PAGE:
Here is an example from Everett, Washington (emphasis added):
Deanna Skinner lives in her dream house in east Everett. But when she and her husband divorced last year, they knew they'd have to sell -- and at a time when the real estate market was crumbling.You lose half the earning power permanently in your household but get to keep the house? If banks are forced by politicians to offer loan mods now and in the future they have to account for the permanently discounted cash flows for death, disability and divorce? That sure seems like it would make mortgage credit very expensive.
When the Obama administration announced its affordable refinance program earlier this year, Skinner was inspired, thinking she'd found a way to keep her home through refinancing or loan modification.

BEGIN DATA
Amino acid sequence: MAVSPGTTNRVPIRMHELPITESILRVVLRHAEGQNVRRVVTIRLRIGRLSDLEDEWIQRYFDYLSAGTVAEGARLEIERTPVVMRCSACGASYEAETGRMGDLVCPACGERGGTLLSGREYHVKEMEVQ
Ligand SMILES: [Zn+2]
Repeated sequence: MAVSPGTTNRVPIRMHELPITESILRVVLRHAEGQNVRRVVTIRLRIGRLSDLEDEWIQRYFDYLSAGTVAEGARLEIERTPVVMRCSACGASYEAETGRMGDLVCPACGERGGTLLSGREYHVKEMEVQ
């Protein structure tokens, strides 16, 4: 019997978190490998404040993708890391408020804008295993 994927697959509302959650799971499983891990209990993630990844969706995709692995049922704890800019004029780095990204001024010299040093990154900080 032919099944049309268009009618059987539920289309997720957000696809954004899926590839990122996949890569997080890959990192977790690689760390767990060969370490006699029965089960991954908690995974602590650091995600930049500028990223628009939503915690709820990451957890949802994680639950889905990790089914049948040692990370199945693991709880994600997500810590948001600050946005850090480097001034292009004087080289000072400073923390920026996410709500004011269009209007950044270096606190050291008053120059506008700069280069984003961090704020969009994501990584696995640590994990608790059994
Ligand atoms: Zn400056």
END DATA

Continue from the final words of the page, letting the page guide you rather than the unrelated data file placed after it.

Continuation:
My expectation is that the NPV test will determine that the above borrower is denied and loan mod and will be asked to short sale or face foreclosure. But it is an example, that I feel is rampant, of people not dealing with their current situation because they think a loan modification bails them out of their predicament. It increases the duration of the pain not shortens it. But the banks are counting on homeowners not realizing that for awhile into the future.